The New York Gilbert & Sullivan Players – Trial By Jury & G & S À la Carte

Trial by Jury – comic opera in one act to a libretto by William S. Gilbert with music by Sir Arthur Sullivan

The Learned Judge – Stephen Quint
Counsel for the Plaintiff – Richard Alan Holmes
The Defendant (Edwin) – Cameron Smith
Foreman of the Jury – Ted Bouton
Usher – David Wannen
The Plaintiff (Angelina) – Kimilee Bryant

Ensemble of Jurymen, Bridesmaids and Court Observers

David Sigafoose – Production Stage Manager
Annette Dieli – Assistant Stage Manager
Gail J. Wofford – Costumes
Brian Presti – Lighting
David Auxier – Choreographer

G & S À La Carte – A topsy-turvy, historically inaccurate musical soirée, with words by W. S. Gilbert (and others) to music by Sir Arthur Sullivan

Richard D’Oyly Carte – Richard Alan Holmes
Helen Lenoir – Caítlín Burke
Arthur Sullivan – Stephen Quint
W. S. Gilbert – Stephen O’Brien
Miss Nelly Bromley – Kimilee Bryant
Walter (a G&S Fan) – David Auxier

David Auxier – Author, choreographer & director
David Sigafoose – Production Stage Manager
Annette Dieli – Assistant Stage Manager
Gail J. Wofford – Costumes
Brian Presti – Lighting

The New York Gilbert & Sullivan Players & Ensemble
Albert Bergeret

Reviewed by: Lewis M. Smoley

Reviewed: 20 March, 2011
Venue: Peter Norton Symphony Space, New York City

The New York Gilbert & Sullivan Players has been entertaining New York audiences with its productions for more than thirty-five years and amassed quite a following. Reprising the double-bill first presented three years ago, “Trial By Jury” was followed by a witty playlette called “G & S À la Carte”, an imaginary soirée with musical numbers drawn from other G & S works.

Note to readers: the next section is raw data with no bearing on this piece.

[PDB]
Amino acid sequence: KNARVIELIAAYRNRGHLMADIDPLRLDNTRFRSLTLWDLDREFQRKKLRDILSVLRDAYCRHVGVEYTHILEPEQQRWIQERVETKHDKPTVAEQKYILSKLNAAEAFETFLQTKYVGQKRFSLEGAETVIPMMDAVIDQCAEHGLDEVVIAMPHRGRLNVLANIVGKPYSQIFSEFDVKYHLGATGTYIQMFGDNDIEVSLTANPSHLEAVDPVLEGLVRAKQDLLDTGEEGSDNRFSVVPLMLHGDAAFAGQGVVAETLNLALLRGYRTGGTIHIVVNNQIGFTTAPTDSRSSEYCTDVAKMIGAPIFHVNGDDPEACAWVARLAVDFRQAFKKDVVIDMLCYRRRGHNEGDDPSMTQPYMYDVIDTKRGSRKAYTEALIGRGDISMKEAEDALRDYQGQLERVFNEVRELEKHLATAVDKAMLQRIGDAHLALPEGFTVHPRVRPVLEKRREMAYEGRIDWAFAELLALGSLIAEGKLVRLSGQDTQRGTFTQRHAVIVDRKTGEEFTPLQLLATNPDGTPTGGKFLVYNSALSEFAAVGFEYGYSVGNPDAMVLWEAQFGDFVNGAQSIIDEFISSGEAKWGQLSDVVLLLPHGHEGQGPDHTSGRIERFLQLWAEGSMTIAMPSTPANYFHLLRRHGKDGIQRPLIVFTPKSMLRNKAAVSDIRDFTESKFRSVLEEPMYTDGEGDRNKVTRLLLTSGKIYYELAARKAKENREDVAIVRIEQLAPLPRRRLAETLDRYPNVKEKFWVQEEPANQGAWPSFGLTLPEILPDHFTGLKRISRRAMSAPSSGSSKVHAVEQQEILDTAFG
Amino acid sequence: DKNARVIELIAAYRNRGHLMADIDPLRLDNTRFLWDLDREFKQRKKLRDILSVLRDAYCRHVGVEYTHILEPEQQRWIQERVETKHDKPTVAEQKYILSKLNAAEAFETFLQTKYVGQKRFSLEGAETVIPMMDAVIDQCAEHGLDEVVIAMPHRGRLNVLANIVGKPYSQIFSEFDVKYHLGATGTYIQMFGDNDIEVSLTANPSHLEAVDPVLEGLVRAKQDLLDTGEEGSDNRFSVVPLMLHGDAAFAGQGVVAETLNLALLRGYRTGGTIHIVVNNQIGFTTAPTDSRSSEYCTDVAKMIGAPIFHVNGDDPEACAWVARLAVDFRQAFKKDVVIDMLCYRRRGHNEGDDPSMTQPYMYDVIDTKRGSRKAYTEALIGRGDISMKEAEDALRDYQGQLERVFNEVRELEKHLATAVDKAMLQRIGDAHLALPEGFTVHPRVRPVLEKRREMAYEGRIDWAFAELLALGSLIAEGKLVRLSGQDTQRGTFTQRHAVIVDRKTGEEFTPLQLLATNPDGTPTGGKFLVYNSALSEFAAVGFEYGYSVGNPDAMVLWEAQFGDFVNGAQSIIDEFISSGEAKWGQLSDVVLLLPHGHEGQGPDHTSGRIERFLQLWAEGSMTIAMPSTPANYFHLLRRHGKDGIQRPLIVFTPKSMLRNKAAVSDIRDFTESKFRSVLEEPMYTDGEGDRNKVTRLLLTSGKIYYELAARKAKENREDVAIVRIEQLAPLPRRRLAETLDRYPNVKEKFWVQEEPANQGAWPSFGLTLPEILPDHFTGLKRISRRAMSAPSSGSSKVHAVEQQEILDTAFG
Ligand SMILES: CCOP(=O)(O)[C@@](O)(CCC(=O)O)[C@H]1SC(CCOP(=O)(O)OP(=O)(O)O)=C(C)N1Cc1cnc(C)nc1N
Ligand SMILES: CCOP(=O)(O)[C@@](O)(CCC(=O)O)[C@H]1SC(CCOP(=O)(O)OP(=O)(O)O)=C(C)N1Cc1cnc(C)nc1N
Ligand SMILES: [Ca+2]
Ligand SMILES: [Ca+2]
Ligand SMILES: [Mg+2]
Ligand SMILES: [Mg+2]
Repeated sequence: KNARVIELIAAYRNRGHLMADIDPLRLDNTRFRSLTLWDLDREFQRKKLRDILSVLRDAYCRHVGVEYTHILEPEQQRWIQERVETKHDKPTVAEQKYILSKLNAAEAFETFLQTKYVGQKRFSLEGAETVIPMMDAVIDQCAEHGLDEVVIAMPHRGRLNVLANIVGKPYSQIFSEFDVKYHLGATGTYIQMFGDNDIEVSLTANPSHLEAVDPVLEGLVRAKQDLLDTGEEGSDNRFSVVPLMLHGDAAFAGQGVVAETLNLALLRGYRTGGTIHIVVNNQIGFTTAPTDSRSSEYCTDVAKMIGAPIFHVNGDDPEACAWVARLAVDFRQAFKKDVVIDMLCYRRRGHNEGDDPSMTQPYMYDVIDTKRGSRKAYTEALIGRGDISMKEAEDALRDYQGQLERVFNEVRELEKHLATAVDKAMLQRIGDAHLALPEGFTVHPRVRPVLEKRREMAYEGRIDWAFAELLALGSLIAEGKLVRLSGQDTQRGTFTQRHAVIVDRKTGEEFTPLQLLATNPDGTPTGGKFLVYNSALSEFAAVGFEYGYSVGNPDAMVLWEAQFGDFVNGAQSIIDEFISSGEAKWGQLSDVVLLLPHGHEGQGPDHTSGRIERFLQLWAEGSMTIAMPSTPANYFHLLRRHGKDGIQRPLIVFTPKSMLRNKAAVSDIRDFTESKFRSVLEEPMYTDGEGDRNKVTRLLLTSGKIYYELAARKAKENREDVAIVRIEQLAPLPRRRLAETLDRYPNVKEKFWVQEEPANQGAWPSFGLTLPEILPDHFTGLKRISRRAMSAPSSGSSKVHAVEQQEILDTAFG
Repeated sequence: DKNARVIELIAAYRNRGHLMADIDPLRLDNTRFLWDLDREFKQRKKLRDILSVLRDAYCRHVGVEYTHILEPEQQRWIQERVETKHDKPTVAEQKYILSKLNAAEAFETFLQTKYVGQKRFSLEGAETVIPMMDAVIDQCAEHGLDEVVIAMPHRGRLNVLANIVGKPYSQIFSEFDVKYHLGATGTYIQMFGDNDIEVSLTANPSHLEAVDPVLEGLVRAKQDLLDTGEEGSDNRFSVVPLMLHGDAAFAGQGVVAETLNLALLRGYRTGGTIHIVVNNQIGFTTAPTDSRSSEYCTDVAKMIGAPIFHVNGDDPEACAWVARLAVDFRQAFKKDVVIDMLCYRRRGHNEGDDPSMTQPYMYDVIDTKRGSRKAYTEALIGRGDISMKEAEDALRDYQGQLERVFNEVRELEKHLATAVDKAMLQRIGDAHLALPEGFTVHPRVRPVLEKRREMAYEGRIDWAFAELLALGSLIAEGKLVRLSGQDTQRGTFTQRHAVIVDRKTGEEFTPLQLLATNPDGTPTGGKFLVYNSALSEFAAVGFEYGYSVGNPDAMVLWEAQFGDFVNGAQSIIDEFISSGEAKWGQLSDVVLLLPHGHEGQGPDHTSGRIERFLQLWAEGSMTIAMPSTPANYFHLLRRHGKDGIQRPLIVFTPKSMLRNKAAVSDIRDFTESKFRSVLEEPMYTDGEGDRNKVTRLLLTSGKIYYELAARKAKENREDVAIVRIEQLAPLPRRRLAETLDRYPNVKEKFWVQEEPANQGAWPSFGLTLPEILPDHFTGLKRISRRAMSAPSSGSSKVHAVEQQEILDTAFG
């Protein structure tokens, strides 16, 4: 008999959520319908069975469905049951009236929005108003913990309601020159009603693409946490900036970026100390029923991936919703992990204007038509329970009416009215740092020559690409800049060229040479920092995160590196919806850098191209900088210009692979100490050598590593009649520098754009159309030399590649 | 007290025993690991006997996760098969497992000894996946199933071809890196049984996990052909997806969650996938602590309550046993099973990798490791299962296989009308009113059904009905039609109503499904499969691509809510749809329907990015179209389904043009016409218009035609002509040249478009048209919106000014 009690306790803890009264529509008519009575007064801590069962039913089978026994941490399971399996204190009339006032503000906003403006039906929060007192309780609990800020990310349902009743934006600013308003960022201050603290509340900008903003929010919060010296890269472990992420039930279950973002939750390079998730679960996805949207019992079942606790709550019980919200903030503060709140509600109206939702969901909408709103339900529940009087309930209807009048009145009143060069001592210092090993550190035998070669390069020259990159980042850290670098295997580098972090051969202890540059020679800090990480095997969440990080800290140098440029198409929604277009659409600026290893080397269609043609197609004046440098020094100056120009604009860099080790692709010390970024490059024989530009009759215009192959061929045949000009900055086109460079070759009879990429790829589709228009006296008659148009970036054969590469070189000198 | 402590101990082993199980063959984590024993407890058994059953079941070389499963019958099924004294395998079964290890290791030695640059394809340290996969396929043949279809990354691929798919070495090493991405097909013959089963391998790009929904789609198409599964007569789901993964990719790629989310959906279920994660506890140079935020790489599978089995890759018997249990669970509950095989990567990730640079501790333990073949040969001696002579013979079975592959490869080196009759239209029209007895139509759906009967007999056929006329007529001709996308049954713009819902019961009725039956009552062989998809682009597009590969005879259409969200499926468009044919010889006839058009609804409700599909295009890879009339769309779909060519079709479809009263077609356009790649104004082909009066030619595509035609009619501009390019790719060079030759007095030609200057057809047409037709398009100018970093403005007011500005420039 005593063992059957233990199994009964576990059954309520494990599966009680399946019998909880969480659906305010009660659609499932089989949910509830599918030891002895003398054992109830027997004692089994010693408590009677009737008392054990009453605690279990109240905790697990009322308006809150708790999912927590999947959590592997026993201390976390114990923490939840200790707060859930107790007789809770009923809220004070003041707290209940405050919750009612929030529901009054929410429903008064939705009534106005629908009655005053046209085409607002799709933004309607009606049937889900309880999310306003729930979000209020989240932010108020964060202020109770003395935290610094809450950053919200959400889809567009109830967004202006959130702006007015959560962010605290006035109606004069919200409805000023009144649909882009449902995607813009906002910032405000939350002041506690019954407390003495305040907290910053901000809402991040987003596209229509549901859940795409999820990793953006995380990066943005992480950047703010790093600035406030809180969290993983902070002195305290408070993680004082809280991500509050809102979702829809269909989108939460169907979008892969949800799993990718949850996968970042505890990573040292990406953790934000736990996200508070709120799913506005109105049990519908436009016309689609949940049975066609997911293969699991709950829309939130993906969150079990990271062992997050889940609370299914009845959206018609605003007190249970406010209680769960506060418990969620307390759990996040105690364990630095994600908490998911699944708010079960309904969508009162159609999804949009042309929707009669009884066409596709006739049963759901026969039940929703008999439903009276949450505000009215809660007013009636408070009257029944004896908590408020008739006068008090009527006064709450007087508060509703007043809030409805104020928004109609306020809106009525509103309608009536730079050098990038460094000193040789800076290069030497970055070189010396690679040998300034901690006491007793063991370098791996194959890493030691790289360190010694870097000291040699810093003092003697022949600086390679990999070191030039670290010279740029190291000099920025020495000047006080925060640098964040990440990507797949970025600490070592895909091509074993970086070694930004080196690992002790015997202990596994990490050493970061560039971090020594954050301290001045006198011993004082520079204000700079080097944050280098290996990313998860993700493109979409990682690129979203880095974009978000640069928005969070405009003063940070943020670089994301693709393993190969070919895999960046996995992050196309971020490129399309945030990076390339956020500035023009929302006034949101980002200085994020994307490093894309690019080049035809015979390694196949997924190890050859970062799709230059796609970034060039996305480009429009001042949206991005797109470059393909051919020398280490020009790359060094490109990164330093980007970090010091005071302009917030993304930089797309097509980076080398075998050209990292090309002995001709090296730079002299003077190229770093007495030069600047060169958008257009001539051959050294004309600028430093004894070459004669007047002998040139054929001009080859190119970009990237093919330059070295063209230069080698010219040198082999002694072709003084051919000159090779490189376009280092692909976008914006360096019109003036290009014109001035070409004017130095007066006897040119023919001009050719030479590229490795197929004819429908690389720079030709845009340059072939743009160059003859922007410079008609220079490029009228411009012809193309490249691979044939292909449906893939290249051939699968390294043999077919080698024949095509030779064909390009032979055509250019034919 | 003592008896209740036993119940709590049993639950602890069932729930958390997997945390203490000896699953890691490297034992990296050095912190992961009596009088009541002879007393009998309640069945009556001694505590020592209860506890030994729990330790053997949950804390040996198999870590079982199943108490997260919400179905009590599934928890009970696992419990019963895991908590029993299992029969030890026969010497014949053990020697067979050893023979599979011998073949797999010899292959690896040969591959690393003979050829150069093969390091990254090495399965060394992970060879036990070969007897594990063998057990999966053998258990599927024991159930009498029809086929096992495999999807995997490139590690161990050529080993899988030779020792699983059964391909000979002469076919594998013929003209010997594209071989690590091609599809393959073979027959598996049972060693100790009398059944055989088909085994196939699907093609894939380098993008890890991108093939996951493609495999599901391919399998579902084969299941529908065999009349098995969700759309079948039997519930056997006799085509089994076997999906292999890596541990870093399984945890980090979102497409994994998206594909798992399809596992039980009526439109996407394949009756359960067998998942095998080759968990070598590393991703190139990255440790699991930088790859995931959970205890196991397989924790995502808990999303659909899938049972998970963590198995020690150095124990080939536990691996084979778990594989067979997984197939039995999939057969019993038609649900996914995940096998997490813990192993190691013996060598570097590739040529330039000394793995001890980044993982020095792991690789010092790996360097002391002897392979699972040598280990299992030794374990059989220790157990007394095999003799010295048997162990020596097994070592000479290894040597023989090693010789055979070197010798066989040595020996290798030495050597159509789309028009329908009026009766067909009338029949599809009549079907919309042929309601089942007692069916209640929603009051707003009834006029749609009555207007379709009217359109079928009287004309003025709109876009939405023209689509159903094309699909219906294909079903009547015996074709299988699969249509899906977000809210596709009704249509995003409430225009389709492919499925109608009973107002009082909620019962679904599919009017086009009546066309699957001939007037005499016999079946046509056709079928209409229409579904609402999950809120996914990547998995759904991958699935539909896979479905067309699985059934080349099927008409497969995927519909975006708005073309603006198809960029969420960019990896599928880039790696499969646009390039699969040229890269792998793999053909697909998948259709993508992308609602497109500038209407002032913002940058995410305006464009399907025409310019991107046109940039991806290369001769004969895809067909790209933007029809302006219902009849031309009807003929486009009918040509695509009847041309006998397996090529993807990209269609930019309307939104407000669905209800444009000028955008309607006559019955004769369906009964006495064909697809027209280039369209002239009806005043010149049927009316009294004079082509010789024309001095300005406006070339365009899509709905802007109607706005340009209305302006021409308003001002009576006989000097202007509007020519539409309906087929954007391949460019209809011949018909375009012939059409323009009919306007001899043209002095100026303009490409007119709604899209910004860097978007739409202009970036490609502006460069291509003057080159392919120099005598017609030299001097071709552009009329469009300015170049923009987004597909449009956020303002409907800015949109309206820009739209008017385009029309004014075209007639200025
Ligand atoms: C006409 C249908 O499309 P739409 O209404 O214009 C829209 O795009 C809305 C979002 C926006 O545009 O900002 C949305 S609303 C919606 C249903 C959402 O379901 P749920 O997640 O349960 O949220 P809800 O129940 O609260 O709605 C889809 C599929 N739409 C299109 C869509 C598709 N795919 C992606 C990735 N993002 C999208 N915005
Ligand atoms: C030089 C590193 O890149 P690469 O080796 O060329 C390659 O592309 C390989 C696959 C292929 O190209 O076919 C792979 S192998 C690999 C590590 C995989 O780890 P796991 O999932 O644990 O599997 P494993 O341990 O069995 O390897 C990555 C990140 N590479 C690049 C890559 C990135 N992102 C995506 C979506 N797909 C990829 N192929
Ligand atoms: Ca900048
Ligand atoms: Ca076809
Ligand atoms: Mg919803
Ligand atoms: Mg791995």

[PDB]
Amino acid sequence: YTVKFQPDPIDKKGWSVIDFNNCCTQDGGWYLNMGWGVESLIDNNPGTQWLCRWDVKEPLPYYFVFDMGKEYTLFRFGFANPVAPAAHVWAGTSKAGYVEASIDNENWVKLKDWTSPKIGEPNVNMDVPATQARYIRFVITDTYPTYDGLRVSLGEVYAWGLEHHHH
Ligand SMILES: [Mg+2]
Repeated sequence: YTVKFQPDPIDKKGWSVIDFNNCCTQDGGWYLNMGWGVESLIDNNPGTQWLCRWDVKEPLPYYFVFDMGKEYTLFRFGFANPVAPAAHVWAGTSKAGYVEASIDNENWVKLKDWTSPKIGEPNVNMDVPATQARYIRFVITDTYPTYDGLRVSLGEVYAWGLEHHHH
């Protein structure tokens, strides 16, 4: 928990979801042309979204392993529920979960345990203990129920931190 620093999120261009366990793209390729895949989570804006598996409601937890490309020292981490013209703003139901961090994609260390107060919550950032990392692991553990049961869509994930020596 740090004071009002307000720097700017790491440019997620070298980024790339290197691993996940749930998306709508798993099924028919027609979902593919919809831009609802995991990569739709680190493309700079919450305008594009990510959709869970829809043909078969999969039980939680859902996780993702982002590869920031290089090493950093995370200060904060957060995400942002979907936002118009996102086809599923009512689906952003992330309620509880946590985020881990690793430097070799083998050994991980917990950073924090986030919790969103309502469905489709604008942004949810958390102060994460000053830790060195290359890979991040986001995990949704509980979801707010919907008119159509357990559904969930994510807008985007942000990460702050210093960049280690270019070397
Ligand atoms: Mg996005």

Trial By Jury (The New York Gilbert and Sullivan Players). Photograph: William Reynolds / NYGASP“Trial By Jury”, a spoof on the English justice system, takes place in the court of the Exchequer where the defendant, Edwin, has been summoned by the plaintiff, Angelina, to appear in a breach of promise action. With the jury assembled and the public gallery full, the Usher gives some sage advice to the jurymen, essentially suggesting that they can ignore the defendant altogether. The defendant arrives and it becomes obvious that his character is not above reproach. The Judge enters and makes it clear that he is quite capable of trying this case, because he attained his high position by falling in love “with a rich attorney’s elderly, ugly daughter”. But after having been appointed to the bench, he wasted no time in throwing her over since she “could very well pass for forty-three in the dusk with the light behind her”. Counsel for the plaintiff enters, the jury is sworn-in and a chorus of bridesmaids, ready to attend Angelina’s wedding, enter followed by Angelina herself. All except the defendant are immediately entranced by this lithesome bevy of beauties. The defendant puts forward the rather feeble defense of his fickle nature and says that he will marry one young lady today and another tomorrow if he could, despite it being a serious breach of law. The dilemma seems insoluble, until the Judge finally loses his patience and declares that the best and only solution is for him to marry the plaintiff himself.